It can be hard for those of us living in the twenty-first century to see how fourteenth-century Buddhist teachings still apply. When you’re trying to figure out which cell phone plan to buy or brooding about something someone wrote about you on Facebook, lines like “While the enemy of your own anger is unsubdued, though you conquer external foes, they will only increase” can seem a little obscure.
Thubten Chodron’s illuminating explication of Togmay Zangpo’s revered text, The Thirty-seven Practices of Bodhisattvas, doesn’t just explain its profound meaning; in dozens of passages she lets her students and colleagues share first-person stories of the ways that its teachings have changed their lives. Some bear witness to dramatic transformations—making friends with an enemy prisoner-of-war, finding peace after the murder of a loved one—while others tell of smaller lessons, like waiting for something to happen or coping with a minor injury.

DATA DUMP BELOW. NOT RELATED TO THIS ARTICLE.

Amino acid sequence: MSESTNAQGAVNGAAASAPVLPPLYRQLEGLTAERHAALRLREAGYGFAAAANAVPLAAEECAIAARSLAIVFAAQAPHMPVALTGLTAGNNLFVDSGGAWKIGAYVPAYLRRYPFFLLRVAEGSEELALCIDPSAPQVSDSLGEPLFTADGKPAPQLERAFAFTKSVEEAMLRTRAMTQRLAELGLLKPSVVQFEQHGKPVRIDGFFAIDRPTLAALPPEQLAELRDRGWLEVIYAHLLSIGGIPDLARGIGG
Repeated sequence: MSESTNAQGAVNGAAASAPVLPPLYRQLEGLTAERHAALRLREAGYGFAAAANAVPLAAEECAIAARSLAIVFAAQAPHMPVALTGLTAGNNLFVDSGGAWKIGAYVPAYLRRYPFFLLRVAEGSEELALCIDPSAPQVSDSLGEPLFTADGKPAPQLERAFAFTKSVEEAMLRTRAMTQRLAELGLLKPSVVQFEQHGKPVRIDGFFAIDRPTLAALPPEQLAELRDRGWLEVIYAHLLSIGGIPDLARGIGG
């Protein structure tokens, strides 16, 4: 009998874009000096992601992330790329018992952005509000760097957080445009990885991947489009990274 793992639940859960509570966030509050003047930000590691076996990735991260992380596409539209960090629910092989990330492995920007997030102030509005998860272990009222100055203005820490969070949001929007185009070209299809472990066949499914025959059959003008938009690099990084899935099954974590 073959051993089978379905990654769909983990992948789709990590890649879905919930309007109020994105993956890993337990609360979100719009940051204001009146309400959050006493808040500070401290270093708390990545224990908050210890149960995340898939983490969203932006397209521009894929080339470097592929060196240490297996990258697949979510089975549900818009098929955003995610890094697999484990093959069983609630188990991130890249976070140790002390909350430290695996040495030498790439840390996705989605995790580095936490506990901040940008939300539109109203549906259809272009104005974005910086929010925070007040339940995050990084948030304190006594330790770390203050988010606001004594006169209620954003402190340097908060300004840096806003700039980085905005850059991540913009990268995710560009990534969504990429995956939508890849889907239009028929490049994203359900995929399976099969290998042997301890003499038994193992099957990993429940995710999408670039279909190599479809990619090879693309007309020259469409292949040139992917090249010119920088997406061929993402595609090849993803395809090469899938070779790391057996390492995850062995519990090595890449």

““Reading this book will help you become a better, happier person. In it we find a masterpiece of Tibetan spirituality illuminated by the contemporary experiences of people from all walks of life. Venerable Thubten Chodron’s clear voice links the challenges of our ordinary lives to the deep insights of the Buddhist mind-training tradition. If you are seeking the Dharma, she is a reliable guide.”—Guy Newland, author of Introduction to Emptiness ”